Matt Schorr
March 12, 2015

U.S. Ambassador Deborah Birx, M.D. met with representatives of Meharry Medical College Thursday for a roundtable discussion concerning HIV and AIDS health disparities around the world.

Ambassador Birx is the Coordinator of the United States Government Activities to Combat HIV/AIDS and U.S. Special Representative for Global Health Diplomacy. Birx is a world-renowned medical expert and leader in the field of HIV/AIDS. Her three-decade-long career has focused on HIV/AIDS immunology, vaccine research and global health.

She told those gathered for Thursday’s meeting that, in her 30 years of research, she has seen results that were both good and bad. Some, she said, were “uplifting” as more and more people get help and live longer. Others, however, were less so due to “criticism, stigma and discrimination” of the disease that often leads to people not accessing care.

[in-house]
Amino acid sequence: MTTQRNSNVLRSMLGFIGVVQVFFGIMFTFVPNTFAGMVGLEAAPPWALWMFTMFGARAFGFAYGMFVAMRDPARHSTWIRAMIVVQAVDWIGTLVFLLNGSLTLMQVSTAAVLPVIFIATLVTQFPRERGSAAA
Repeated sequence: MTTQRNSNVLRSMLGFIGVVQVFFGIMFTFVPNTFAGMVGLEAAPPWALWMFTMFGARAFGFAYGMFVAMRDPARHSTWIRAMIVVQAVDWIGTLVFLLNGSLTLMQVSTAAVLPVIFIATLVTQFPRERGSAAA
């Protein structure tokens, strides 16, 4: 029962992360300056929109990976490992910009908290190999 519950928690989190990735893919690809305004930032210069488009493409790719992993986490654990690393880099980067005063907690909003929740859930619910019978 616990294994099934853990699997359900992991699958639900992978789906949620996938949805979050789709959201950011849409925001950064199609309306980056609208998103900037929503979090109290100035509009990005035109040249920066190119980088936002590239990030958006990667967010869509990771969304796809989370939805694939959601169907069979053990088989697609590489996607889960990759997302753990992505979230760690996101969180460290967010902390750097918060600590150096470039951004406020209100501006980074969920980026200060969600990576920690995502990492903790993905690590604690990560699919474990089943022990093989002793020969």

“HIV/AIDS is an urban problem and an urban disease,” she said.

Other researchers at the meeting said they were studying correlations between drug use and the spread of the disease, as well as the greater risk of infection caused by bacterial vaginosis. A significant disparity exists here as black women tend to have a higher incidence rate of BV.

Speaking on behalf of her organization, Birx said her goal was make program data available in order to more readily understand what works, what doesn’t and implementation of quicker solutions.

Dr. Consuelo Wilkins, MD, MSCI, Executive Director of the Meharry-Vanderbilt Alliance, said the MVA has provided an avenue for “thoughtful conversation and execution efforts to improve and leverage” the programs at Meharry Medical College and Vanderbilt University.

The Center for Aids Health Disparities Research on the Meharry campus hosted the discussion.